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Generic problem-solving skills of undergraduate students: strategies for their development and monitoring

Assoc Prof Andis Klegeris (Department of Biology University of British Columbia Okanagan Campus)

CECS SEMINAR SERIES CECS Teaching and Learning Seminar Series

DATE: 2015-08-21
TIME: 13:00:00 - 14:00:00
LOCATION: CSIT Seminar Room, N101
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ABSTRACT:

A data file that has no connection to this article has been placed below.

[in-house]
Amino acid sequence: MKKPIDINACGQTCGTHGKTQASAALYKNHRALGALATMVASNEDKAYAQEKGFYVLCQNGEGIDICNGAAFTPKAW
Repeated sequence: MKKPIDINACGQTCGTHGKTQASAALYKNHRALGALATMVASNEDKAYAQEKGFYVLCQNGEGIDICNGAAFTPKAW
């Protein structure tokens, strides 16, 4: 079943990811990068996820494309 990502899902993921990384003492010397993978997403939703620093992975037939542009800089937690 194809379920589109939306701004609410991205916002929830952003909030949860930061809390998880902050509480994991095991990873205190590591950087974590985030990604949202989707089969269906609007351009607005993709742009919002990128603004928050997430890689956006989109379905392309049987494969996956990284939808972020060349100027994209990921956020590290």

University science graduates, after entering the job market, will be required to independently navigate through large amounts of literature looking for reliable sources of information, prioritize their tasks and hypotheses, problem solve, work effectively in a team environment, network, and evaluate job performance of their peers. Even though the above skills are valued by both students and their future employers, most standard university curricula provide very few opportunities for students to develop such skills. A tutor-less method of conducting problem-based learning (PBL) exercises in large undergraduate classes, which was developed to model the above aspects of post-university real-world workplace experiences of students, will be described. This method has been successfully used in two biochemistry courses on our campus. Our research conducted over the last five years, shows that this mode of instruction leads to statistically significant increase in student satisfaction and engagement. Students also demonstrate statistically significant improvement in their generic problem-solving skills. Data obtained through a large-scale campus-wide study of generic problem-solving skills of undergraduate students on our campus show that majority of courses delivering subject-specific content mainly through classical didactic lecturing do not facilitate development of generic problem-solving skills. Our preliminary data indicate that working in small groups on ill-defined problems could be one of the strategies for advancing these skills. We believe that evidence-based application of instructional techniques that benefit student problem-solving skill development should be a high priority for curricular development of universities regardless of the programs and specializations that they offer.

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